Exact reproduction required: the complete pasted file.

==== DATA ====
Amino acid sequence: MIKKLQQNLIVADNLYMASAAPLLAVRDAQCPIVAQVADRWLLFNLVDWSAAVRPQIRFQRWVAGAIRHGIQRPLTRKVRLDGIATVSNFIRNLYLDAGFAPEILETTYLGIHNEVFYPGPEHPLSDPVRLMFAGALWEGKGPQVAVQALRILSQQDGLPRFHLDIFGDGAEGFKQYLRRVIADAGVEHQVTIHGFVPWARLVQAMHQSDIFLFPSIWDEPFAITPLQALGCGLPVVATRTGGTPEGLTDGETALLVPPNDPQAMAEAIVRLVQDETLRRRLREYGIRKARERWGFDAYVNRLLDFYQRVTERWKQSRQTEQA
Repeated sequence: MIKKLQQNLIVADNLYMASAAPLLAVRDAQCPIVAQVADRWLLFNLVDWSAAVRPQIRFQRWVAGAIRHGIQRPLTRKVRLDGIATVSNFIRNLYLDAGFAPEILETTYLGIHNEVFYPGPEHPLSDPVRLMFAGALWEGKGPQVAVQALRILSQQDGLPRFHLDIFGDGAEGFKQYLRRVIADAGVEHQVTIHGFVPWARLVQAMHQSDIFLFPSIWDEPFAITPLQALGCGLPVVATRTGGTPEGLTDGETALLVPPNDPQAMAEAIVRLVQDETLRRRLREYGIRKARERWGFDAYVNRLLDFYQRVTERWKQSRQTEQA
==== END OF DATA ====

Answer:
Amino acid sequence: MIKKLQQNLIVADNLYMASAAPLLAVRDAQCPIVAQVADRWLLFNLVDWSAAVRPQIRFQRWVAGAIRHGIQRPLTRKVRLDGIATVSNFIRNLYLDAGFAPEILETTYLGIHNEVFYPGPEHPLSDPVRLMFAGALWEGKGPQVAVQALRILSQQDGLPRFHLDIFGDGAEGFKQYLRRVIADAGVEHQVTIHGFVPWARLVQAMHQSDIFLFPSIWDEPFAITPLQALGCGLPVVATRTGGTPEGLTDGETALLVPPNDPQAMAEAIVRLVQDETLRRRLREYGIRKARERWGFDAYVNRLLDFYQRVTERWKQSRQTEQA
Repeated sequence: MIKKLQQNLIVADNLYMASAAPLLAVRDAQCPIVAQVADRWLLFNLVDWSAAVRPQIRFQRWVAGAIRHGIQRPLTRKVRLDGIATVSNFIRNLYLDAGFAPEILETTYLGIHNEVFYPGPEHPLSDPVRLMFAGALWEGKGPQVAVQALRILSQQDGLPRFHLDIFGDGAEGFKQYLRRVIADAGVEHQVTIHGFVPWARLVQAMHQSDIFLFPSIWDEPFAITPLQALGCGLPVVATRTGGTPEGLTDGETALLVPPNDPQAMAEAIVRLVQDETLRRRLREYGIRKARERWGFDAYVNRLLDFYQRVTERWKQSRQTEQA